S8E7 Yer So Bad

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Length: 19:17 - Release Date: August 16, 2023

Every hardcore Tom Petty fan knows that when Tom took the record to the execs at MCA, they didn’t like it at all. When Paul Zollo asks Tom why in Conversations with Tom Petty, Tom replies “They didn’t hear a single!” One of the other issues with the record that it was only nine tracks long. So while Jeff Lynne, who coproduced the record, was out of town, Tom and Mike recorded the lullaby, Alright For Now, but they still needed more tracks, as the late 80s was the era of the CD and you could make much longer albums for the new format, which was appealing to the suits who have no idea about creativity. Tom tells Paul, “They wanted it to be a little longer. Then I cut the Byrds song ‘Feel a Whole Lot Better’ just to make the record a little longer.”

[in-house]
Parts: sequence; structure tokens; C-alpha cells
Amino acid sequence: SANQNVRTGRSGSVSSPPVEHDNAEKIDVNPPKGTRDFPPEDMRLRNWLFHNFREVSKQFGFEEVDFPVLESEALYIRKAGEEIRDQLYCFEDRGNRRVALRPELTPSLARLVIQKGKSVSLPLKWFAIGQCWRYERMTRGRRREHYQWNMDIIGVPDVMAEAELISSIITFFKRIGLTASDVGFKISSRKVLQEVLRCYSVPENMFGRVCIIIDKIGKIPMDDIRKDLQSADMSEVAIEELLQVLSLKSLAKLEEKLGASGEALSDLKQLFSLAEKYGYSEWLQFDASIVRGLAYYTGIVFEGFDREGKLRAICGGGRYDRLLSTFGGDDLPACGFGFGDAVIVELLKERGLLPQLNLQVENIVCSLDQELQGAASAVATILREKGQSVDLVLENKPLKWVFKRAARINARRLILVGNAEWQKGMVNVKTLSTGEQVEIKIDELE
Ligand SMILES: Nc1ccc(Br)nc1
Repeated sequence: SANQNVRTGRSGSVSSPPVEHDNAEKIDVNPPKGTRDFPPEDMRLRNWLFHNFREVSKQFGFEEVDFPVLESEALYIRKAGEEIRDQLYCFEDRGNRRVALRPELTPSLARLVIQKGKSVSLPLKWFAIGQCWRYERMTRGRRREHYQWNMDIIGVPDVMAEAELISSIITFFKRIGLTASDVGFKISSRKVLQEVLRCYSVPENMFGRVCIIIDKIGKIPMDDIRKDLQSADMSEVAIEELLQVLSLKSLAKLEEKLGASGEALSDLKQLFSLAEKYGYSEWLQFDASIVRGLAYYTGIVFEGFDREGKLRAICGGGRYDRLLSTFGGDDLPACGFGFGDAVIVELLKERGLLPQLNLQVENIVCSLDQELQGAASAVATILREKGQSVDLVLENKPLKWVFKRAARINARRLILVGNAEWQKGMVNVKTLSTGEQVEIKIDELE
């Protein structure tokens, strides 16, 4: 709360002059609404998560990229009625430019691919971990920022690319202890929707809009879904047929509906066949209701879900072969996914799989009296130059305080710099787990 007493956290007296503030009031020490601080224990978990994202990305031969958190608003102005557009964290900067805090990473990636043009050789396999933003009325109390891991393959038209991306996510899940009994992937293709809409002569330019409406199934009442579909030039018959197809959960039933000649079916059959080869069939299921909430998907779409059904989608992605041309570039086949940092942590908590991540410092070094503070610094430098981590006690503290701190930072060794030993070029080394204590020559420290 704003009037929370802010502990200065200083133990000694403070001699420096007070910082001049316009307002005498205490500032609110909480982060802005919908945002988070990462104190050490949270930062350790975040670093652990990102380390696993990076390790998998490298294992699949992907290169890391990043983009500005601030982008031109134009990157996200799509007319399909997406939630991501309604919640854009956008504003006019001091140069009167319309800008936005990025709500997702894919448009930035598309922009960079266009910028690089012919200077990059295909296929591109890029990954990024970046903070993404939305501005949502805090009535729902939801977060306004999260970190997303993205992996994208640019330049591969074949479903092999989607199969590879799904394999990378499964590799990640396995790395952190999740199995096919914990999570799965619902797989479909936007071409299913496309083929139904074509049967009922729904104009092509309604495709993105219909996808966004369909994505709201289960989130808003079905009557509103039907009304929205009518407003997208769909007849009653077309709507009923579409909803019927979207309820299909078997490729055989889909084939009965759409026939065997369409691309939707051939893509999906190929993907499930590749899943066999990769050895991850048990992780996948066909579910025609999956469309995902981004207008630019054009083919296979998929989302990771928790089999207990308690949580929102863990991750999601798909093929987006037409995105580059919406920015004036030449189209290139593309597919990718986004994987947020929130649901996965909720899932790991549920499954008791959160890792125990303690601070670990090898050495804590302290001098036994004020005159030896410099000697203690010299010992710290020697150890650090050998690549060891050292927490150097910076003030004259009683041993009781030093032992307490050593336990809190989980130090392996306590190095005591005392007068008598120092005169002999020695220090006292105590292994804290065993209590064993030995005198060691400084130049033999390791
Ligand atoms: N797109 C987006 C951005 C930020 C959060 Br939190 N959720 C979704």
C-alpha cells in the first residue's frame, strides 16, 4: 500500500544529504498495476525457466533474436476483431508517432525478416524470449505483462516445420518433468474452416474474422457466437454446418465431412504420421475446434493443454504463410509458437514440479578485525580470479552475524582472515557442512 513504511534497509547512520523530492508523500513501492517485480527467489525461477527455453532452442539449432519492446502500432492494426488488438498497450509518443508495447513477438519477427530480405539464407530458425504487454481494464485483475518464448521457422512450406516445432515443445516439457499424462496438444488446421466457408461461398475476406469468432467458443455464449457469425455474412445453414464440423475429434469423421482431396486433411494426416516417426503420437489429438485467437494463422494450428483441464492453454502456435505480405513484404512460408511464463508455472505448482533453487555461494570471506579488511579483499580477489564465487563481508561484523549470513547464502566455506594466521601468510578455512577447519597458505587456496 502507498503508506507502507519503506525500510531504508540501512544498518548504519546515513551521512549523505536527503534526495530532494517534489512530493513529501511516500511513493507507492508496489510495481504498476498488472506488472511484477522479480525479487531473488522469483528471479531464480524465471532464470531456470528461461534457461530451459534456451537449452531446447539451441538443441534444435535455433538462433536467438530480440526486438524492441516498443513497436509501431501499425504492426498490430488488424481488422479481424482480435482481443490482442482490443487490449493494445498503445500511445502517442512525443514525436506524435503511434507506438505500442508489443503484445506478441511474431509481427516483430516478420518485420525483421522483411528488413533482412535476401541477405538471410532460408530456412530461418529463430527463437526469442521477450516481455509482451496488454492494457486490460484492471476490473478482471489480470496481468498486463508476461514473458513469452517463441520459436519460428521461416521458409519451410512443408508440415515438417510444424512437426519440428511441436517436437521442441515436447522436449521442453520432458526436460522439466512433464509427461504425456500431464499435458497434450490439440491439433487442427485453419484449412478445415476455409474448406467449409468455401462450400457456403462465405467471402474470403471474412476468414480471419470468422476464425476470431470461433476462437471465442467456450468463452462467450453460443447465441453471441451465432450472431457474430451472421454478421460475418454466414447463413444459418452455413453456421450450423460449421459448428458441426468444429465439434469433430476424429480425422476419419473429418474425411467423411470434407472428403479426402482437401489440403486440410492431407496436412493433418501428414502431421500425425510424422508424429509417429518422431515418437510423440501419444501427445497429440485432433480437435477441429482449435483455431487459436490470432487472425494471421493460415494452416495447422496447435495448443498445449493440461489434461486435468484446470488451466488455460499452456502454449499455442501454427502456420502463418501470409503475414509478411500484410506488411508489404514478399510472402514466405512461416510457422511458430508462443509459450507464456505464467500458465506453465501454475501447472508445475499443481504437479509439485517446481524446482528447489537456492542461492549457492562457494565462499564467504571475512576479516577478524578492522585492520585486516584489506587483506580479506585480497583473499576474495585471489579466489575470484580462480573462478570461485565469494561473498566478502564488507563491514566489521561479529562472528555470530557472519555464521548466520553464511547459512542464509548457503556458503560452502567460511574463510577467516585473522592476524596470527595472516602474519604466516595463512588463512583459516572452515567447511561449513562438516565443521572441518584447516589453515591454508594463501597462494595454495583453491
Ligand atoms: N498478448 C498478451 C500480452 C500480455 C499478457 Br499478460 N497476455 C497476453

You can listen to the song here: https://youtu.be/WdRViFCvvUo

Official video version


(* Note - the transcript is as-written before recording. I usually change a few sentences or words here and there on the hoof as I'm speaking.)

Good morning, good afternoon, or good evening, my fine friends. Welcome to the seventh episode of season eight of the Tom Petty Project Podcast! I am your host, Kevin Brown. This is the weekly podcast that digs into the entire Tom Petty catalog song by song, album by album and includes conversations with musicians, fans, and people connected with Tom along the way.